Suicide never had a hit record, although Vega enjoyed a 1981 solo hit in France with ‘Juke Box Babe’, but they recorded and performed together right till the end. Demand for back catalogue reissues showed that younger generations were perhaps more in tune with their music. They have finally become recognised as one of the most important influences on twenty first-century music.
Before Suicide there were no electronic duos on a gig circuit dominated by rock bands. The release of their debut album in 1977, with its arresting melange of industrial noise and heart-melting melody, and its 1980 successor (adding the pop sheen of producer Ric Ocasek of the Cars), directly inspired many of the first wave of synth-pop bands. Without Suicide there would have been no Soft Cell or Human League, Depeche Mode or Pet Shop Boys. They inspired Joy Division, Primal Scream and the Jesus and Mary Chain, R.E.M., Nick Cave and even Bruce Springsteen, who befriended them and acknowledged their influence on his stark Nebraska album. They could be heard more clearly in the post-rave generation of dance musicians like Underworld and the Aphex Twin.
Yet for many years Suicide received little credit for their work, languishing in the ghetto of artists whose critical acclaim fails to translate into record sales. “We only made enough money to live but if you gave me a choice to make all the money some of those people made and sound like Soft Cell, I still wouldn’t do it,” insisted Rev. “I wouldn’t want to be part of it. It’s a betrayal. I’d rather make no money and do what I do. We have a different path and a different destiny.”
Similarly, credit eluded Vega the artist, originally a painter who found a niche with sculptures of cruciforms using light bulbs, neon and found objects, which was equally ahead of its time. Jeffrey Deitch, the New York gallery owner who championed Jean-Michel Basquiat and Keith Haring, recalls his 1972 show at the OK Harris gallery as “the toughest and most radical art I had ever seen”. He described Vega’s installation made of “lights, TV sets, coils of wire and other discarded electrical equipment dumped in piles on the floor. Some of the power cords were spliced together and plugged in”. And this, remember, was nearly 30 years before Tomoko Takahashi’s installation of electrical detritus filled the Saatchi Gallery, earning her a Turner Prize nomination. “Apparently my work started a school called Scatter Art, so Jeffrey Deitch told me,” said Vega, who started exhibiting again ten years ago after a break of two decades. “So it happened again – a coupla guys got famous for it. I’d done it already, but they sold theirs for megabucks and had it shown in museums and stuff like that. Just like that Soft Cell thing all over again.”
For Vega, there was never a distinction between his music and his art. “Art and music – it’s all the same thing to me,” he insisted, “I’m still the same guy doing it.” Julian Schnabel, writing in 100,000 Watts of Fat City (1997), a book of photographs of Vega’s sculptures, saw parallels in Vega’s favoured themes: “Alan Vega has been meditating on the crucifix, death and ecstasy with every sensory pore in his body,” he wrote, “whether singing, making music or building crosses, since I can remember and even before that”.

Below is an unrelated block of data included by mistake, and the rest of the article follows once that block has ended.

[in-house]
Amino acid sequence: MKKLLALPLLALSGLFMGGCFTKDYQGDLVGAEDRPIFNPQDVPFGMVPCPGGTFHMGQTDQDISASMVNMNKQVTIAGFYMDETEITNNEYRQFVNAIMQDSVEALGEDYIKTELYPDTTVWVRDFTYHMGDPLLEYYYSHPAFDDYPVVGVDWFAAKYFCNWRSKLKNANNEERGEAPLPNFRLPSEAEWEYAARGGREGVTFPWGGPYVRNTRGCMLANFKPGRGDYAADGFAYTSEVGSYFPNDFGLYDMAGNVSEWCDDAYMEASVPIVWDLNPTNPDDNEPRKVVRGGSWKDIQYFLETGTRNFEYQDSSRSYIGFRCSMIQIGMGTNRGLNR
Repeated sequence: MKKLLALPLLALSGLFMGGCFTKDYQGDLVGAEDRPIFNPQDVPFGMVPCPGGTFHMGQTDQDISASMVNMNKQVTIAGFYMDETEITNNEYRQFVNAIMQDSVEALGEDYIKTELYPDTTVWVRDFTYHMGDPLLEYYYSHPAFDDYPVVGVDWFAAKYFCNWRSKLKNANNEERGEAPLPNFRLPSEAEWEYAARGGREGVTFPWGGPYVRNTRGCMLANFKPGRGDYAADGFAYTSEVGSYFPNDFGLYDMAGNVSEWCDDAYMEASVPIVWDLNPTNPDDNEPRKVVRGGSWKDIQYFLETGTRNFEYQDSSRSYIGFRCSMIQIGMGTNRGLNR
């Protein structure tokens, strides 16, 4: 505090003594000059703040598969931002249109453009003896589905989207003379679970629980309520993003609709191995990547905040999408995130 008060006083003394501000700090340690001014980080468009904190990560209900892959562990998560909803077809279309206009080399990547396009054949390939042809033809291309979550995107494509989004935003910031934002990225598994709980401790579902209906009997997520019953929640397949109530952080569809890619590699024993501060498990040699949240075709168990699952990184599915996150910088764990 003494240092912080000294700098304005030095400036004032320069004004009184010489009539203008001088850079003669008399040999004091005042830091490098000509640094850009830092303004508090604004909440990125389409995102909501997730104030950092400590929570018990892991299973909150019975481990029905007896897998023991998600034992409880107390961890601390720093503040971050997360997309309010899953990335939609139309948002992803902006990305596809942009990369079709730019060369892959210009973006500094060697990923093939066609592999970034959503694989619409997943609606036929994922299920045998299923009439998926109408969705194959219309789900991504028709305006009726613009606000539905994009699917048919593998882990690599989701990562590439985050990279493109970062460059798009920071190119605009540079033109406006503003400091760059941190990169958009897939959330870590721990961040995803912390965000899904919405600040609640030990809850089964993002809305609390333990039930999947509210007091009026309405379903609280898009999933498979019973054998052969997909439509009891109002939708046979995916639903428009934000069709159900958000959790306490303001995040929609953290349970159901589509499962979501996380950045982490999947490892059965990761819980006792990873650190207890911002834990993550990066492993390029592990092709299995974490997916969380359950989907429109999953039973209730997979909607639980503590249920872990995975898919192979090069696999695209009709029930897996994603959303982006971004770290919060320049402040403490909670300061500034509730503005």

Vega’s art and music began life at the Project Of Living Artists, a publicly-funded art space in New York which he had helped to found in the late 1960s. Open 24 hours a day, it was similar to Warhol’s Factory, with artists and musicians, feminists and political agitators sharing space with junkies and alcoholics. It was there, in 1970, that Vega met Rev, who had an avant-garde jazz group called Reverend B, and they discovered a shared interest in radical politics and electronic music as a means of artistic expression.
Suicide stayed together ’til the end. It is only a year since their last UK gig – The Punk Mass – held at the Barbican in London. Their last album American Supreme may have come out in 2002 but it addressed the state of post-9/11 America and showed them to be moving on, incorporating elements of hip hop and funk into their stark minimalist palette. More recent shows found that they had gained a new audience, many in their teens and early 20s: people who were not even born when Suicide began but have tuned into their sound through the groups they influenced and the acknowledgements paid by people like Bobby Gillespie and R.E.M.’s Michael Stipe, another fan. (“I really like Suicide,” said Stipe. “They were so ahead of the curve and therefore really unpopular, as well they should be.”)
Toward the end the shows usually ended without bloodshed but, far from mellowing with age, Suicide remained as experimental as ever and no two performances were ever the same. “In the beginning Suicide stood out because there was nobody like us. There still isn’t,” said Vega. “I have known bands who try to sound like us and some of them do a fairly decent job but they’re not like us. They don’t have the intensity. Back in the day people used to say to us: ‘Oh you guys are ahead of our time’ but I don’t believe in that stuff. I thought we were right on our time – everyone else was behind the time.”